Log Home under construction

Once ground is broken, construction has begun! This can be a very exciting time and a very stressful one, too. However, having a great team is the first step in having a good experience. The second part is managing your expectations.  As American novelist Lev Grossman is quoted as saying “…it was that they were hard in ways that you didn’t expect.” Construction is one of those things in life that rarely ever goes perfectly. Bad weather, slow product deliveries, the economy – these are just a few things that can affect the project completion. In most cases, the general contractor will address and resolve issues with very little impact on the homeowner (hence the quality team part); but, as a homeowner, you can do a lot for your stress level by expecting the unexpected.

“That was the thing about the world: it wasn’t that things were harder than you thought they were going to be, it was that they were hard in ways that you didn’t expect.”

Let's Make it Easier

To help make this process easier, here are some tips to get you started.

#1 Make sure you understand the contract before you sign it. The first thing to do is read it. Unfortunately, too many people sign contracts without reading them and it can cause confusion later. Don’t be afraid to ask questions, even if it feels silly. Unless you are already in the construction industry there will be things that are new to you. A good contractor will take time to answer your questions thoroughly.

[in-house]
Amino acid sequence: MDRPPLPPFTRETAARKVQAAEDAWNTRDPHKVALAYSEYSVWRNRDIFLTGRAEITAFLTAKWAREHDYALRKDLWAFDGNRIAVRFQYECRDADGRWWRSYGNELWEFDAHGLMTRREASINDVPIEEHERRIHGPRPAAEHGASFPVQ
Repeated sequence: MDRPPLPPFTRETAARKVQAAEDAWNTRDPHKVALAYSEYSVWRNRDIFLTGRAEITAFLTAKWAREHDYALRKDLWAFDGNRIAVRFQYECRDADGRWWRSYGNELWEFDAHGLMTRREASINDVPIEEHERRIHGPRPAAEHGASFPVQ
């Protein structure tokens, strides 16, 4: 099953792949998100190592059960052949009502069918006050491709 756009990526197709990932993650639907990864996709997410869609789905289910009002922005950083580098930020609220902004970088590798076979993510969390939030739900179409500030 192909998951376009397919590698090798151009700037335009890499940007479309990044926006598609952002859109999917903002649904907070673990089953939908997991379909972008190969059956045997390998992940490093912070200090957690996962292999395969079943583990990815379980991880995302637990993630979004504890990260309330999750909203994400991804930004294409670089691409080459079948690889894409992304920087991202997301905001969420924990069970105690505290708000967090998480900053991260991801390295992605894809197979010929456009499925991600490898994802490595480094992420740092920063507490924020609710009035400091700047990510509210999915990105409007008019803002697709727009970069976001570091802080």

#2 Plan for delays. It is recommended to keep your move in date flexible until the project is close to completion. As you will soon see, there are many moving pieces to the project and sometimes things temporarily delay production. However, the time frame should be relatively close to the original estimate barring any major delays. If your contractor is staying in communication with you about situations as they arise, there is no need to worry. One idea that will help to keep the project on schedule is to ask for a penalty clause to be included in the contract that details a refund to the client if the project goes over schedule.

#3 Ensure there is builder risk insurance, also known as course of construction insurance. Typically this is purchased by the general contractor and protects against mistakes or mishaps that may occur during construction. Ask your contractor to provide a certificate of liability insurance that shows they have coverage that covers the cost of your project including materials and labor if a loss should occur.

#4 Contact your insurance agent – Ask your insurance agent if there is any additional coverage you should have to protect your job site. Also, ask them when you need to have a homeowners policy set up.

Image of log home reset

What to Expect During Construction

There is a general flow to the order a house is built in. Below we have outlined the order you can typically expect.

  1. Planning & permitting
    1. Utilities
    2. Accessibility / driveway/ road building